I would rather be anonymous as this is about our officers who have given their all. Thanks!

Done and done.

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ASK FATHER: Getting waxen “Agnus Dei” from schismatics

Agnus DeiFrom a reader…

QUAERITUR:

I recently obtained several Agnus Dei from Sisters in a traditional, cloistered order here in the U.S. They supposedly procure a smaller amount of the blessed wax from an original Agnus Dei from the pontificate of Pope Leo XIII. The items were purchased, with money exchanging hands for the item holding the Agnus Dei as well as work involved by the Sisters, but the blessed wax is a gift (to avoid simony and maintain the original blessing?).

I recently discovered that the Sisters are part of a schismatic group that are under the direction of a local bishop. Would this invalidate the blessings and graces associated with the pious wearing of an Agnus Dei? Is it wrong or sinful to support such a group through the purchase of their religious items?

Since they are gifts there no problem at all.  Furthermore, it is not wrong to obtain (some would say “rescue” objects such as this from schismatic groups or others, the nefarious people who traffic in relics on Ebay, etc.

Some of you might not know what an Agnus Dei is.

These objects are discs, round or oval, of bees wax impressed with the figure of a lamb, usually with the flag, and saints on the reverse.  They were blessed by the Pope. Sometimes they were worn around the neck.  They are sacramentals. In history they go back to at least the 9th c.

 

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ASK FATHER: The proper way for women to wear a chapel veil?

From a reader…

QUAERITUR:

I have noticed at the Traditional Latin Mass I attend that the women cover their heads with their veils once their sit down in their pews. [?!?] I was told by a friend that the norm years ago was that women veiled their heads before their entered the church and took off their veils once they stepped out of church, not once they sat down in their pews. [!] Which is the proper way for women who veil their heads? Are the women who veil once they enter their pews doing anything wrong? Should the priest(s) address this?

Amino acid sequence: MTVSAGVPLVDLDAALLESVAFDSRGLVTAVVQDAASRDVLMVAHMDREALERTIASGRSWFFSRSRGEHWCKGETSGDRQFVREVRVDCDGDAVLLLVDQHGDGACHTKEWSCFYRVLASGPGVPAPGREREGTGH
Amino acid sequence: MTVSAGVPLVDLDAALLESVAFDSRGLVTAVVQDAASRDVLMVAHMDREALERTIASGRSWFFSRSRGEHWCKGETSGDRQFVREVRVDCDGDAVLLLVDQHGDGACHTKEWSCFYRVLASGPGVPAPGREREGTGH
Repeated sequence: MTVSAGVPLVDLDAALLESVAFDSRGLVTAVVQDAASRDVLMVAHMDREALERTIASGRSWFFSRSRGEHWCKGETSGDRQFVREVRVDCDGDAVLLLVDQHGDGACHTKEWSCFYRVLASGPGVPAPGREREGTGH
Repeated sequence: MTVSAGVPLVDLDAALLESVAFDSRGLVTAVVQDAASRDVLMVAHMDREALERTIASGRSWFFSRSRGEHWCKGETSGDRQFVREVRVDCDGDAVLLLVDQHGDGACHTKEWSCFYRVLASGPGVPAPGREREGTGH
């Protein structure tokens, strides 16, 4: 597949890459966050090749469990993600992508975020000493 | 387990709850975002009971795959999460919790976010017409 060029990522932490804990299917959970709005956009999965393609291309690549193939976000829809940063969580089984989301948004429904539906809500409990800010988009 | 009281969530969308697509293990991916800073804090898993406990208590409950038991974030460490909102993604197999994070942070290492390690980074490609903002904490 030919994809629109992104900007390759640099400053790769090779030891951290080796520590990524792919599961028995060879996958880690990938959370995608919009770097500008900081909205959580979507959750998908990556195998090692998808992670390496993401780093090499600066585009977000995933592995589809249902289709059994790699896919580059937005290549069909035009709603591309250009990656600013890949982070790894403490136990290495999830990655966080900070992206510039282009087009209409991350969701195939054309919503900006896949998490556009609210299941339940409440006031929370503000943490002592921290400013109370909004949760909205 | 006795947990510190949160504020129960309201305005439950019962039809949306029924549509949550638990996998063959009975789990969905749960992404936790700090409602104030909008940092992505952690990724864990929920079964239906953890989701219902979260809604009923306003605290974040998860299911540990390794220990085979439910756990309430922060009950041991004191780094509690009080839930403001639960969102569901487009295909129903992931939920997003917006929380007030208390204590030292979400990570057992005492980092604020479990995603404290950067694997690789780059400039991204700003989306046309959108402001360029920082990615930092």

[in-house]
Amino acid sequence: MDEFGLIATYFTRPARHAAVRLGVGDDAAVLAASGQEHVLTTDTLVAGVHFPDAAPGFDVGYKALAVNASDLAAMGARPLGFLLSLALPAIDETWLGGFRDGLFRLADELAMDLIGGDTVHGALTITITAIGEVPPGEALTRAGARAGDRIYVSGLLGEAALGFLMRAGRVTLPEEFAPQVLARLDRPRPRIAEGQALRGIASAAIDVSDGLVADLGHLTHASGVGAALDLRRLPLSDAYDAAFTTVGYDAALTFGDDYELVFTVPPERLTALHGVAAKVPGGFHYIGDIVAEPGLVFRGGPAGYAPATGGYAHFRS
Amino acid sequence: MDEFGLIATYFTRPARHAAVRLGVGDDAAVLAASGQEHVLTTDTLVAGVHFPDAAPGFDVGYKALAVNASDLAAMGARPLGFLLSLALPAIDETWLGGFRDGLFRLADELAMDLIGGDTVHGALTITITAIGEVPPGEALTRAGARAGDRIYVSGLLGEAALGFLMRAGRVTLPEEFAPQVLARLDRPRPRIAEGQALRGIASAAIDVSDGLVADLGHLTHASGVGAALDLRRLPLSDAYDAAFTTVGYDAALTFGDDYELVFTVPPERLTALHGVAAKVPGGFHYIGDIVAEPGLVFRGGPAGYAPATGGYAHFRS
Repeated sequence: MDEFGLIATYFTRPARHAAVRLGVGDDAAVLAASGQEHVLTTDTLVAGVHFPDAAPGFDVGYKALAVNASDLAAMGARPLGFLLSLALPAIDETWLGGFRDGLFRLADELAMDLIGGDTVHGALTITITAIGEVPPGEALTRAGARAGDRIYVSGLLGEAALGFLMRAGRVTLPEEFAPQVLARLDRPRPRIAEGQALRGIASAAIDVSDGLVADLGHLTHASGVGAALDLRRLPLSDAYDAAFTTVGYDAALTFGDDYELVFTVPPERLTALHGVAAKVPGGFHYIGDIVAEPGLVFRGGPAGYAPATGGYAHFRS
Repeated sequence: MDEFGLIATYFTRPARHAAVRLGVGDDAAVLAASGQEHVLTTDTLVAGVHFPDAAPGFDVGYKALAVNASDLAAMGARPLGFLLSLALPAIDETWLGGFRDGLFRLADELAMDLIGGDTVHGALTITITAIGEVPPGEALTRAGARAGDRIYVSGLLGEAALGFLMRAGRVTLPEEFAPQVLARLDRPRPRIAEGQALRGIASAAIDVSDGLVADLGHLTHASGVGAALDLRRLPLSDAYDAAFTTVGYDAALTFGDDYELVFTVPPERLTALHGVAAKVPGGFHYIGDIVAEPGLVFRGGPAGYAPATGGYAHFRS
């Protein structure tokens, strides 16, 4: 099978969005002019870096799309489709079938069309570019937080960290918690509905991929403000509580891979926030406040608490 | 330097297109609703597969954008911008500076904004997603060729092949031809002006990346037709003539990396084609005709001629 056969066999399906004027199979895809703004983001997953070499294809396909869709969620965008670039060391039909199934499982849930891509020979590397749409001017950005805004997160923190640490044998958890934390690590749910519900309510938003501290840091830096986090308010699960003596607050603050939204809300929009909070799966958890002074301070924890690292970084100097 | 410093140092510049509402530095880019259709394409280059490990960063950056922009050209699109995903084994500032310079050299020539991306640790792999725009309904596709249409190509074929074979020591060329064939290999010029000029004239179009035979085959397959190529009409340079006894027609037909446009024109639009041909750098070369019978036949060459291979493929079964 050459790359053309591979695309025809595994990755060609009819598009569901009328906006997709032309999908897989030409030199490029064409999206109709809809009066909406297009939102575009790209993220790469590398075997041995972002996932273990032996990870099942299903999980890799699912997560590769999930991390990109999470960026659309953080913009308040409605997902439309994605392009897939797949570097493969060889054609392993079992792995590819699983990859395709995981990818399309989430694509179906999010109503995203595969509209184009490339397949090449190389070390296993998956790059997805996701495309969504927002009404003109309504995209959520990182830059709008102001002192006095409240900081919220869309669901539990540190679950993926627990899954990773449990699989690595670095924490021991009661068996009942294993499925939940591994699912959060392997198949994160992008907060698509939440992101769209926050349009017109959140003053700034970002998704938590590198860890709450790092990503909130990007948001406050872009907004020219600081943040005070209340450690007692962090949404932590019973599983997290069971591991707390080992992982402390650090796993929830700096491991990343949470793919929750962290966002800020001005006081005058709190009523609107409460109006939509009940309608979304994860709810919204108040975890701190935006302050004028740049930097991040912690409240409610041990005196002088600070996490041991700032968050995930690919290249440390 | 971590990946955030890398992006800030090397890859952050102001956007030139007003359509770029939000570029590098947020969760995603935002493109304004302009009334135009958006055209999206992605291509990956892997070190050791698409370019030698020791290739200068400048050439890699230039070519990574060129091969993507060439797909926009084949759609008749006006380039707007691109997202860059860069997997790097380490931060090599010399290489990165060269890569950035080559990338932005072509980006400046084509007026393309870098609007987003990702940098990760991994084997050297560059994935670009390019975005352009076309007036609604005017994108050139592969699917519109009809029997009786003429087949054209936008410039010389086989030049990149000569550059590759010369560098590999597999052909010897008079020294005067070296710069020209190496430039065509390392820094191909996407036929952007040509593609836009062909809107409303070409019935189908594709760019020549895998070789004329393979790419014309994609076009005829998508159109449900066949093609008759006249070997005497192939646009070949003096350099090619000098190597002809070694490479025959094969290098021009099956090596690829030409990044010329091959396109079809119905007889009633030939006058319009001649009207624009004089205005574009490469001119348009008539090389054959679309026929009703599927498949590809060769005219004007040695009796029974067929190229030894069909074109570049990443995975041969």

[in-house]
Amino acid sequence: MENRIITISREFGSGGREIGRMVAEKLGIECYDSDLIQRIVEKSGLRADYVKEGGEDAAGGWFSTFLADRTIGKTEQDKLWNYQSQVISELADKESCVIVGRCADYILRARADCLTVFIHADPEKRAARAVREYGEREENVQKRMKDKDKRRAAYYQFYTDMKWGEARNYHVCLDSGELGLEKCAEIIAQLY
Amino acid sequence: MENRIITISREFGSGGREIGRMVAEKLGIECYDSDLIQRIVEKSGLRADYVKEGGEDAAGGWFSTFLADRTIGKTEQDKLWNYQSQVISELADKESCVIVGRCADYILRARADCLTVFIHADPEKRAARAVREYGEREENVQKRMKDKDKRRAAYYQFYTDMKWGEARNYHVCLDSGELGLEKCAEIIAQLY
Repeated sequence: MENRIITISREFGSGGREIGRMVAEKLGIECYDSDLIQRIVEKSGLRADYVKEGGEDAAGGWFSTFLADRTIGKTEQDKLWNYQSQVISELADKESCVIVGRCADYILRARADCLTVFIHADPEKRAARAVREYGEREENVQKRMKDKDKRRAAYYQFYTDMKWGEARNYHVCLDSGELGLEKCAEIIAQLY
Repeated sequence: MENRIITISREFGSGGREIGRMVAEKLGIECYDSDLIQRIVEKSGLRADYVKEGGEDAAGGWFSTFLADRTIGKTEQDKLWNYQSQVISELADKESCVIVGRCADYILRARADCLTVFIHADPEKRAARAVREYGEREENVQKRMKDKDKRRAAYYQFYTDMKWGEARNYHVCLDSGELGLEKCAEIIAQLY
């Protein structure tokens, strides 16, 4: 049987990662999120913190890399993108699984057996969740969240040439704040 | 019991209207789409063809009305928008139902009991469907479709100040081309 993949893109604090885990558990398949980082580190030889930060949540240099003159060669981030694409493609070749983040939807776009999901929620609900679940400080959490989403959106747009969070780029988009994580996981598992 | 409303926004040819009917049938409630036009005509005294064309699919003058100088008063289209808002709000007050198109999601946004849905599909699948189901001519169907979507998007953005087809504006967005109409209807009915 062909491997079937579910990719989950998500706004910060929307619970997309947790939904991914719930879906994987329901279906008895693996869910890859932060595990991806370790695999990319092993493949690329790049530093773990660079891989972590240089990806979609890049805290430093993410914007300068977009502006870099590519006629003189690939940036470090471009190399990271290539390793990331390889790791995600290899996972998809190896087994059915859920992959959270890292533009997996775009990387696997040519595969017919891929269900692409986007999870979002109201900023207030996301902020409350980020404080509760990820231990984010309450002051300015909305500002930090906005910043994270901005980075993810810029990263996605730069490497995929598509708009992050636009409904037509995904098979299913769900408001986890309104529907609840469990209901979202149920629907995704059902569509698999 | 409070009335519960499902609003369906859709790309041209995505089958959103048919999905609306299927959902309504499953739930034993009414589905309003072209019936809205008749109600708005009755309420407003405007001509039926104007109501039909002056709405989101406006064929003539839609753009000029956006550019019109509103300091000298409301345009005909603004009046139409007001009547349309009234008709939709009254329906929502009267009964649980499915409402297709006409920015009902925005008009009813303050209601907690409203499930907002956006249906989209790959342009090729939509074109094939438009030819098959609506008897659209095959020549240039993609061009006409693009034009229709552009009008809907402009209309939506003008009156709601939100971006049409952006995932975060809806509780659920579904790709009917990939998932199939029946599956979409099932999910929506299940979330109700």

Ahhhh…. such an important question!

Boy are you onto something!

Yes, there is an exact way for the veil to be worn and when it should be put on.

As far as the act of veiling is concerned, it should be done no farther than 20 meters from the lowest step of the church’s door.

Moving on, the edge of the veil should be drawn precisely 4.25cm from the critical angle of the hairdo’s forward arc. Centimeters, mind you.

I suggest that you keep records on this. Using a clipboard, start tracking stats for the actual veiling, changing doors each week. Then, perhaps after Mass and after women have had a chance to say their thanksgiving prayers, using a discreet measuring device… perhaps some sort of caliper… measure the width of the “draw”.

You would do a real service for the pastor were you able to chart this out, perhaps with graphs (priests can be a bit flummoxed by tables of numbers and such). That way Father can intervene with stern admonitions when veils are being improperly deployed.